CGI Group seeks to grow U.S. commercial business to complement government work

MONTREAL – CGI Group is looking to grow its American business by adding more commercial customers to complement its heavy reliance on U.S. state and federal government contracts.

“Our balance is not where we want it,” CEO Michael Roach said Thursday during a conference call on its fiscal 2014 fourth-quarter and full-year results.

CGI (TSX:GIB.A) ended its 2014 financial year with a stronger fourth-quarter profit and the integration of a major European acquisition a year early. However, its revenue edged up only slightly and missed analyst estimates by some $90 million.

The Montreal-based IT services company, which provides computer, communications and software services to public and private sector organizations around the world, had $213.7 million or 67 cents of net income in the fourth quarter before adjustments.

Excluding specific items related to acquisition and integration-related costs, CGI’s net income was $234 million or 73 cents per share — in line with estimates.

Revenue was $2.48 billion — up about $25 million from a year earlier but short of the analyst estimate of $2.57 billion — despite getting a boost from the Canadian dollar’s weakness against most local currencies where CGI does business. On a constant currency basis, CGI’s revenue fell by $82.1 million or 3.4 per cent.

CGI is closely tied to the U.S. federal business, which has an estimated $80 billion in market opportunities.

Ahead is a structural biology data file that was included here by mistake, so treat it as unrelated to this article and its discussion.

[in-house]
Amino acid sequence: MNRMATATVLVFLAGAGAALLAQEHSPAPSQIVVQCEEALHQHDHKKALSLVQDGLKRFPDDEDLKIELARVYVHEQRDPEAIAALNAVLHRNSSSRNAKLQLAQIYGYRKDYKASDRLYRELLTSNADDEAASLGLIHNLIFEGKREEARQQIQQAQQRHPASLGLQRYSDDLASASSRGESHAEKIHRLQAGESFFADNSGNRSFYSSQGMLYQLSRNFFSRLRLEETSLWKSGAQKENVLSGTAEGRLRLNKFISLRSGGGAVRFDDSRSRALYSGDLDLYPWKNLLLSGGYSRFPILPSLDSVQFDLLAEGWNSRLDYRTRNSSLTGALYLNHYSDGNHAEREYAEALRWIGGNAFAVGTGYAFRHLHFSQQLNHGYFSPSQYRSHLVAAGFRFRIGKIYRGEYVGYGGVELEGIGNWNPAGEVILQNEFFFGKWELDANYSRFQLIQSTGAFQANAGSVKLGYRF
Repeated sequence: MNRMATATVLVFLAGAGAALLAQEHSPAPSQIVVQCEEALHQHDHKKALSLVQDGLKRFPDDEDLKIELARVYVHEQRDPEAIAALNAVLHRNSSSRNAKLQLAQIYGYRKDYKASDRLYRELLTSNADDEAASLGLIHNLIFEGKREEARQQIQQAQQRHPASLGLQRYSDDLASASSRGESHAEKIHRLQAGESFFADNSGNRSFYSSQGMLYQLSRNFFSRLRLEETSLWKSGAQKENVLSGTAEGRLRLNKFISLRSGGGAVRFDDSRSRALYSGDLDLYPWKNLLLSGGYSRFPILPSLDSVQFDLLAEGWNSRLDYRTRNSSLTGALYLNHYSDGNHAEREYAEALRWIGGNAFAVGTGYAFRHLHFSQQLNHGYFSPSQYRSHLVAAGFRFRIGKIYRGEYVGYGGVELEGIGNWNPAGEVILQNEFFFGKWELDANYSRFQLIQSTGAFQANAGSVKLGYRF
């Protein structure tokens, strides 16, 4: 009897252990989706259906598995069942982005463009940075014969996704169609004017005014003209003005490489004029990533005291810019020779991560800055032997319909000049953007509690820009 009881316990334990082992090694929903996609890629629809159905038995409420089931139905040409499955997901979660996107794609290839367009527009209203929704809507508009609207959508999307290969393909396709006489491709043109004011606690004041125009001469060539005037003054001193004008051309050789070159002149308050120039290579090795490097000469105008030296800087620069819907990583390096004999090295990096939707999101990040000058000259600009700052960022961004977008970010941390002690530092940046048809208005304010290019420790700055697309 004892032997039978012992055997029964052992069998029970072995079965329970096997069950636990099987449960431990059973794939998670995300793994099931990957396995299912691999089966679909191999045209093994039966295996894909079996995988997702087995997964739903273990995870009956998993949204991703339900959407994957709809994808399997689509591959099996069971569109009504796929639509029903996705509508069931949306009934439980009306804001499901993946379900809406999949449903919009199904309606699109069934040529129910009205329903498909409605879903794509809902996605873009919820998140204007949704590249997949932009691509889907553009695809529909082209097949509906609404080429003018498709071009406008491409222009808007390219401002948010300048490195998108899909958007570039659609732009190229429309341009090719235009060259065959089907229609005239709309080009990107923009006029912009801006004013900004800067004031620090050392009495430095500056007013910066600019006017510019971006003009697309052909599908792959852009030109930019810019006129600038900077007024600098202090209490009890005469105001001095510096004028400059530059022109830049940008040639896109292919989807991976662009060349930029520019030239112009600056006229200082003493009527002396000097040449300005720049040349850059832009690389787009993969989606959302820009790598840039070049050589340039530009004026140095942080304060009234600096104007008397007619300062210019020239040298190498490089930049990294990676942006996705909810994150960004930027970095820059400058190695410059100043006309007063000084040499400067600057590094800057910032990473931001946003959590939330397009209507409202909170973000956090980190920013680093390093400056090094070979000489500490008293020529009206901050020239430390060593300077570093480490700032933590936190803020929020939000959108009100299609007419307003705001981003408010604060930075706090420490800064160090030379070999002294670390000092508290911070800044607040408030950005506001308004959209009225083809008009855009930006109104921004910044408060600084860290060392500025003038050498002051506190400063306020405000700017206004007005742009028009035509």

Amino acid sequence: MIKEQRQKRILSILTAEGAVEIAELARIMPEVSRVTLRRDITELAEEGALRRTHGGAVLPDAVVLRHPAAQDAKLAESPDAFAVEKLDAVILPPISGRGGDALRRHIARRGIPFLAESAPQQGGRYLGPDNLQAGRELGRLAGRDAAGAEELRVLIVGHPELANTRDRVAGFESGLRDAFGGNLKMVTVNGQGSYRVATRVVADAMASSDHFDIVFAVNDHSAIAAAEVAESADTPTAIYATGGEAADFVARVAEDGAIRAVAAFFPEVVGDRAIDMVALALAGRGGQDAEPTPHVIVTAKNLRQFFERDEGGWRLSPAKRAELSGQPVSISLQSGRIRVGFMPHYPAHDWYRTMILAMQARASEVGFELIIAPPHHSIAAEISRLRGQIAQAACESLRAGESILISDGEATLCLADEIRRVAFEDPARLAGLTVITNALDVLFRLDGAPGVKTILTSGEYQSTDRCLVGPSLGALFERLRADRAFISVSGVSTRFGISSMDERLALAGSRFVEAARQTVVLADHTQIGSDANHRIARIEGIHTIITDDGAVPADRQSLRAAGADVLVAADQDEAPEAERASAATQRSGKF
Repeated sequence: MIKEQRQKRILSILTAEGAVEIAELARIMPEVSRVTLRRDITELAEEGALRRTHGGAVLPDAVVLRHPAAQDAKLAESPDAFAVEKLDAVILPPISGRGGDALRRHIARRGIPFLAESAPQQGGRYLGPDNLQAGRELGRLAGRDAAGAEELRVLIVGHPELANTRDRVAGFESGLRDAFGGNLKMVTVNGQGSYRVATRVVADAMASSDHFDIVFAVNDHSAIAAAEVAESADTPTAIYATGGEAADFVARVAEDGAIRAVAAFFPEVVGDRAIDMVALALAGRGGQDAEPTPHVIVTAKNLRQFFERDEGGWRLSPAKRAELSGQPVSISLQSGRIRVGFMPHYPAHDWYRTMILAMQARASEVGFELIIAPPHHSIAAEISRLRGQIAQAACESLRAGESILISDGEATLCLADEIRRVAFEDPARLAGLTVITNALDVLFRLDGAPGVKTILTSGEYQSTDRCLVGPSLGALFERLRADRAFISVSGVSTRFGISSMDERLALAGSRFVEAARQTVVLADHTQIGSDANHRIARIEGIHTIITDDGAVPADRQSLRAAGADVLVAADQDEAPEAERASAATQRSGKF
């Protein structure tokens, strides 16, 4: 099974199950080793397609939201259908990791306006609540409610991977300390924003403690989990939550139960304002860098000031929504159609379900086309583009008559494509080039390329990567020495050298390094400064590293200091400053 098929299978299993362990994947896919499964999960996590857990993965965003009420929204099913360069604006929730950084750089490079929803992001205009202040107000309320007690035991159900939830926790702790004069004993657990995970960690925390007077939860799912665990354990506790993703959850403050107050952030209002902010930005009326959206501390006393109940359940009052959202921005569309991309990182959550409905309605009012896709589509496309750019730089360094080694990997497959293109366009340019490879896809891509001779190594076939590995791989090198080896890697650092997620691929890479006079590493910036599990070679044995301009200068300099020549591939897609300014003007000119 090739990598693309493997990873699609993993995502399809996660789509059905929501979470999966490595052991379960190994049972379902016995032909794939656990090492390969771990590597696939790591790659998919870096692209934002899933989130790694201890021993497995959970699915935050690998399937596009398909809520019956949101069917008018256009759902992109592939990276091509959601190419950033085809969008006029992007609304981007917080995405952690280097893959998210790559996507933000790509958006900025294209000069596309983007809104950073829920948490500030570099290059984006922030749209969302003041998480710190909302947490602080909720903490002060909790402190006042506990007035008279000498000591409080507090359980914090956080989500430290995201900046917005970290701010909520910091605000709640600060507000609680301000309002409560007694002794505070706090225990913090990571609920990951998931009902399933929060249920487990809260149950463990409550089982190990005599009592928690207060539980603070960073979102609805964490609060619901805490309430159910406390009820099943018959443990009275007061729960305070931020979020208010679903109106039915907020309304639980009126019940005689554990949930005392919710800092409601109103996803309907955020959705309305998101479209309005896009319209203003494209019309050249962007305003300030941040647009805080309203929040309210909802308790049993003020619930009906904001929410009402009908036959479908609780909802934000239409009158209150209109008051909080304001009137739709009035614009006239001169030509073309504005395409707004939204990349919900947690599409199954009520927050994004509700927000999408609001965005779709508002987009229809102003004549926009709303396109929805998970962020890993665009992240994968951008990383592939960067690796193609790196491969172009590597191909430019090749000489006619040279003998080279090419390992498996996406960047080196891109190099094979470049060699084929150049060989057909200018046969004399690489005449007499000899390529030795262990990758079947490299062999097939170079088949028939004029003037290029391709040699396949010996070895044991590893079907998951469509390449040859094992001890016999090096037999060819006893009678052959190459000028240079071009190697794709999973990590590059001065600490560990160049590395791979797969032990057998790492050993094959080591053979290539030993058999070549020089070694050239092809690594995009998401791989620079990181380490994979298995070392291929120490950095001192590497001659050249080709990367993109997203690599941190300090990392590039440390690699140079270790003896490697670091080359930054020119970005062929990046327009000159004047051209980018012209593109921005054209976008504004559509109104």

“We love the government business we’re in. We want to grow it…but we’ve light on the commercial business,” he told analysts. “Through organic and acquisitions we look to reinforce that and get a better mix in the U.S.”

Although it employs up to 12,000 people in the United States, Roach said there are also opportunities to expand in large urban cities like Chicago and Miami where it is underrepresented. But he added that finding suitable acquisition targets will take time.

CGI said it has been exiting low-margin businesses as part of its integration activities, primarily related to its acquisition of Logica PLC in August 2012, near the end of the 2012 financial year. The year-over-year decreases between the fourth quarters of fiscal 2013 and 2014 were focused on North America.

The company said it had completed the integration of Logica by Sept. 30, a full year sooner than planned. It said $575.5 million was spent on one-time costs over the integration period to achieve more than $400 million of annual savings.

Revenue from the U.S. segment was down $24.2 million or 3.6 per cent to $655.1 million. On a constant currency basis, the revenue was down $56 million or 8.2 per cent. Revenue from the Canadian segment was $382.9 million, a decrease of $24.9 million or 6.1 per cent due to lower work volumes after the expiration of contracts.

CGI’s other geographic markets in Europe and the Asia-Pacific saw higher revenue during the quarter.

Maher Yaghi of Desjardins Capital Markets said cost controls offset weak revenues and bookings, which came in at $2.05 billion.

“Weakness in North America remains an area of concern going forward and may raise questions about the sustainability of the revenue base or potential for organic growth,” he wrote in a report.

For the full year, the company earned $859.4 million or $2.69 per share, compared with $455.8 million or $1.44 per share in fiscal 2013.

Excluding one-time items, adjusted earnings were $893.5 million or $2.80, three cents short of analyst forecasts. That compared with $727.7 million or $2.30 per share a year earlier.

Revenues rose to $10.5 billion from $10.08 billion, while net debt decreased to $2.11 billion from $2.74 billion at the end of the prior fiscal year.

On the Toronto Stock Exchange, CGI’s shares closed at $40.55 on Thursday, up $1.09 or 2.76 per cent.

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Note to readers: This is a corrected story: A previous version said the company missed revenue estimates by more than $100 million